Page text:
Affair healing Blog
First Step: Have a Total Truth Talk.
I frequently encounter unfaithful partners, and sometimes even other therapists, who believe that recovery can be achieved apart from an honest conversation about affair details. Refusing to talk openly and honestly about the affair leaves the wound infected; confession is a cleansing ritual that allows the injury to heal.
Most affair partners are reluctant to talk about the affair, even if their only motive is a desire to guard against further pain. If you have been betrayed, you need to be clear about why it is important to know the truth. Give assurance that you do not want to use the information to accuse or shame your partner, but help him/her understand that before you can start to trust, they must be willing to risk being honest. And before you can forgive, you need to a clear understanding of the offense.
One of the best expressions of this need is found in a letter one man wrote to his wife explaining why he needs her to tell him about her affair. He starts the letter this way:
“I know you are feeling the pain of guilt and confusion. I understand that you wish all this never happened and that you wish it would just go away. I can even believe that you truly love me and that your indiscretion hurts you emotionally much the same way it hurts me. I understand your apprehension to me discovering little by little, everything that led up to your indiscretion, everything that happened that night, and everything that happened afterwards…
“I can actually see that through your eyes you are viewing this whole thing as something that just needs to go away, something that is over, that he/she doesn't mean anything to you, so why is it such a big issue? I can understand you wondering why I torture myself with this continuously, and thinking, doesn't he/she know by now that I love him/her? I can see how you can feel this way and how frustrating it must be. But for the remainder of this letter I'm going to ask you to view my reality through my eyes…”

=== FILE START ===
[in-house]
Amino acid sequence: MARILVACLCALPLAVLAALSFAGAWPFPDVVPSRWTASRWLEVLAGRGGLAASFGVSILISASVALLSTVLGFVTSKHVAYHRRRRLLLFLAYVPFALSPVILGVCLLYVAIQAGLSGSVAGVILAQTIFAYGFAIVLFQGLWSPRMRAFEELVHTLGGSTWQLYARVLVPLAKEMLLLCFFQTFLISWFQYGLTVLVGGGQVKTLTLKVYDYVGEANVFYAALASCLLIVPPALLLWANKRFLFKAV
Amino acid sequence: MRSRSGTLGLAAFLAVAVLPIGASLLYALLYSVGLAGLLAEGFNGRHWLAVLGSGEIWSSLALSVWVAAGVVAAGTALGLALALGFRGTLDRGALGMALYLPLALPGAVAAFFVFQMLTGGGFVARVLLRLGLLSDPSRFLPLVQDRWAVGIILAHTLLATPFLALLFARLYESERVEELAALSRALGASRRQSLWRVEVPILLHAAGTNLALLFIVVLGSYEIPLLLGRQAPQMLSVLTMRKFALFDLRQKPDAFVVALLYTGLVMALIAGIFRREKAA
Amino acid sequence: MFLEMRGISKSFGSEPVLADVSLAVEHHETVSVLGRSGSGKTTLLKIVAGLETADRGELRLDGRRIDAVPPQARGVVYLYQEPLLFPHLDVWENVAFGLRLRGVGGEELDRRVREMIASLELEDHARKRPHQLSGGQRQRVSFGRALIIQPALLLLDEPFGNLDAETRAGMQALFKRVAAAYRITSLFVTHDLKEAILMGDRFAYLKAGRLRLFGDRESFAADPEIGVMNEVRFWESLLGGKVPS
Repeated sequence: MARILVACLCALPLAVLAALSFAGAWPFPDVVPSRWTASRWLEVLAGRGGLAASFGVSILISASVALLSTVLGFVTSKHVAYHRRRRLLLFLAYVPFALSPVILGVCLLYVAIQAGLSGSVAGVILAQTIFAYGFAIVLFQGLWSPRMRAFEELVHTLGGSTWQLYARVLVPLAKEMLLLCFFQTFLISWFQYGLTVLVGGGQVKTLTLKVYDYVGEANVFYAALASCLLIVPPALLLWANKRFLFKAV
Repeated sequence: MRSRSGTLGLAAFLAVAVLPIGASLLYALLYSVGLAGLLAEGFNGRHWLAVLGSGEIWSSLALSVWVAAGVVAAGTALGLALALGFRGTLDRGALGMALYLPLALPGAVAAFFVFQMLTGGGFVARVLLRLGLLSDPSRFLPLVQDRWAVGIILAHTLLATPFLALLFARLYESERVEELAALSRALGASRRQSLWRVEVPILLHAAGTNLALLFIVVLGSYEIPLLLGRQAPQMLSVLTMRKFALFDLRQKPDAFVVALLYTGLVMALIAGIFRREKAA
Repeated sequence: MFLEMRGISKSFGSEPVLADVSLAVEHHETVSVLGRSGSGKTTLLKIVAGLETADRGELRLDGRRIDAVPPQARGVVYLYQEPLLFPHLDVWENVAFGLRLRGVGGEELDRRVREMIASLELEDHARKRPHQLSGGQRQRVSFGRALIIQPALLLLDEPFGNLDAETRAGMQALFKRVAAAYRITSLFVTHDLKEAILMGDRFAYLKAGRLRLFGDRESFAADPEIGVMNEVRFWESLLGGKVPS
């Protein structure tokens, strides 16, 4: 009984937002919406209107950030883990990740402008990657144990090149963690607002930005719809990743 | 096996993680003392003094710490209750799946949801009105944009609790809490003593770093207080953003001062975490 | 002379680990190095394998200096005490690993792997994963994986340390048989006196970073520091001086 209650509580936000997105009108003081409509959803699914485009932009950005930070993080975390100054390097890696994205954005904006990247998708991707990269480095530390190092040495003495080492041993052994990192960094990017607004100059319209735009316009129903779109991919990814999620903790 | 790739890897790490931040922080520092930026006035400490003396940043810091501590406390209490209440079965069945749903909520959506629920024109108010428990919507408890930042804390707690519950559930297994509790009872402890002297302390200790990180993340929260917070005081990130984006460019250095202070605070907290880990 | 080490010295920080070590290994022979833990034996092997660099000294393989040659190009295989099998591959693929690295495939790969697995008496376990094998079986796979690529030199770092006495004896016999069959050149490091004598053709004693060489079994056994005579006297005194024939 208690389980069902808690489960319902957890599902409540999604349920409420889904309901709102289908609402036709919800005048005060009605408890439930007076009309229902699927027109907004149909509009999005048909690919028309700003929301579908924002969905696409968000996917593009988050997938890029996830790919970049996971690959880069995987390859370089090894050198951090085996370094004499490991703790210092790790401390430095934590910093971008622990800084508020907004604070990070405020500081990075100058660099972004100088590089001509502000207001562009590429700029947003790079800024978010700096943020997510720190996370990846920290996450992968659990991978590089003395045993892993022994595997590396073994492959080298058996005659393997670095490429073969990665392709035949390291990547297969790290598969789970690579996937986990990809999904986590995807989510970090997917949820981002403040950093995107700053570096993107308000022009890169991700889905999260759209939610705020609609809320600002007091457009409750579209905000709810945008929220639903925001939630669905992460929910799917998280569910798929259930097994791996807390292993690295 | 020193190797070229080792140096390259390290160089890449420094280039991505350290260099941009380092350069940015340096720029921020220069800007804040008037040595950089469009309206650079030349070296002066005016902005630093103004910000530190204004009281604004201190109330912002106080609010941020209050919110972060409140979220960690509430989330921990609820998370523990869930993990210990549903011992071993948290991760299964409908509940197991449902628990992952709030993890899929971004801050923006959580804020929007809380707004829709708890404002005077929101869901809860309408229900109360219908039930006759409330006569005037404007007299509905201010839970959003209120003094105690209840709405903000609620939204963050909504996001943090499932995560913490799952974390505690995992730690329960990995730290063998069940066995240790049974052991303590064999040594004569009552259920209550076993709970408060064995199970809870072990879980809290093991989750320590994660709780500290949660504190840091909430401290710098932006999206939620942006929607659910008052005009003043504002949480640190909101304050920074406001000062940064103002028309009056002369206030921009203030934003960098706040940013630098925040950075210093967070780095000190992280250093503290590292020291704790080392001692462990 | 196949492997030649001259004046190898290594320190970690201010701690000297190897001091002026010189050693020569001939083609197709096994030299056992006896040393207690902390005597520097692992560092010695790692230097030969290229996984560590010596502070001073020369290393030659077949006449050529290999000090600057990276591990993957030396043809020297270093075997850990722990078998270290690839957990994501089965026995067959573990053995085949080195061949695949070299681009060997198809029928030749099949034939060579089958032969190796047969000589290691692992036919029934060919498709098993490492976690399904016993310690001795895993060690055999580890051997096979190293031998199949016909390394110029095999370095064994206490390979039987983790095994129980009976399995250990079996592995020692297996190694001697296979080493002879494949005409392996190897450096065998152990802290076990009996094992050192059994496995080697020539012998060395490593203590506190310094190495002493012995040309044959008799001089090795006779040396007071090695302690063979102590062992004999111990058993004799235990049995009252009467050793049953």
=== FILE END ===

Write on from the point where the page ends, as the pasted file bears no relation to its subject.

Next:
Is there a limit to how much detail should be shared? Absolutely. Anything that comes out of this conversation cannot be unheard, so care should be given in regard to what questions are asked. Spouses who ask detailed questions about sexual experiences, or places, or specific dates and times usually regret knowing these things later on, although they seemed desperate to know them in the moment. (Chapter 8 of my book, Affair Healing: A Recovery Manual for Betrayed Spouses, gives specific instruction on working asking these questions.)
Great consideration should be given to whether each question will help or hinder ongoing recovery. In the end, however, the betrayed partner should be the one who finally decides what questions should be asked. If the affair partner has concerns, then you both should agree to only discuss these things with the help of a qualified counselor, religious leader, or someone you both agree to be trustworthy and fair.
Second Step: Intentionally limit ongoing conversations.
Once questions have been answered, the betrayed partner should begin limiting the number of times they talk about the affair. Some infidelity counselors insist that affair questions stop completely once the "Truth Talk" is done, but this seems too abrupt for most clients. Instead, I encourage injured spouses to begin self-regulating their conversations. If they were previously talking about the affair every day, I challenge them to commit to only 3 conversations a week for two weeks. I also recommend defining a limit to the length of each talk (15 minutes to an hour) and never starting a conversation just prior to bedtime.